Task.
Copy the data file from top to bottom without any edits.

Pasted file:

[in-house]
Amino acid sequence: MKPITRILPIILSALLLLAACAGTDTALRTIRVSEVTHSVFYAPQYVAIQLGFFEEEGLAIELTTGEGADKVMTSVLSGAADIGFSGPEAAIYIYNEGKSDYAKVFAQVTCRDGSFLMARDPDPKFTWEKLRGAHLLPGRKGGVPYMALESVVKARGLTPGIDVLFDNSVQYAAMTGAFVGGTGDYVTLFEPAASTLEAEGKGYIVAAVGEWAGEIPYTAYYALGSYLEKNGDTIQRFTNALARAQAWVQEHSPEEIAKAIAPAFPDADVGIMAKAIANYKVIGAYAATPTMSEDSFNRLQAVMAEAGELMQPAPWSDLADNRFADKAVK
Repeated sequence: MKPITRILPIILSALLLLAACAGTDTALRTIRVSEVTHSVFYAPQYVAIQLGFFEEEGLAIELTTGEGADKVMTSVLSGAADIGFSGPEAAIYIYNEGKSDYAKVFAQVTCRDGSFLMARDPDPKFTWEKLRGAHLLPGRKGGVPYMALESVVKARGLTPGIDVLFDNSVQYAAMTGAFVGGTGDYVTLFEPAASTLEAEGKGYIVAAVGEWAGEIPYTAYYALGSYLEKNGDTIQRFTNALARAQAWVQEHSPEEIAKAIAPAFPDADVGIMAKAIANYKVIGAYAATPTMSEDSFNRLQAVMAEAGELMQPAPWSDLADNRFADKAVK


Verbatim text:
[in-house]
Amino acid sequence: MKPITRILPIILSALLLLAACAGTDTALRTIRVSEVTHSVFYAPQYVAIQLGFFEEEGLAIELTTGEGADKVMTSVLSGAADIGFSGPEAAIYIYNEGKSDYAKVFAQVTCRDGSFLMARDPDPKFTWEKLRGAHLLPGRKGGVPYMALESVVKARGLTPGIDVLFDNSVQYAAMTGAFVGGTGDYVTLFEPAASTLEAEGKGYIVAAVGEWAGEIPYTAYYALGSYLEKNGDTIQRFTNALARAQAWVQEHSPEEIAKAIAPAFPDADVGIMAKAIANYKVIGAYAATPTMSEDSFNRLQAVMAEAGELMQPAPWSDLADNRFADKAVK
Repeated sequence: MKPITRILPIILSALLLLAACAGTDTALRTIRVSEVTHSVFYAPQYVAIQLGFFEEEGLAIELTTGEGADKVMTSVLSGAADIGFSGPEAAIYIYNEGKSDYAKVFAQVTCRDGSFLMARDPDPKFTWEKLRGAHLLPGRKGGVPYMALESVVKARGLTPGIDVLFDNSVQYAAMTGAFVGGTGDYVTLFEPAASTLEAEGKGYIVAAVGEWAGEIPYTAYYALGSYLEKNGDTIQRFTNALARAQAWVQEHSPEEIAKAIAPAFPDADVGIMAKAIANYKVIGAYAATPTMSEDSFNRLQAVMAEAGELMQPAPWSDLADNRFADKAVK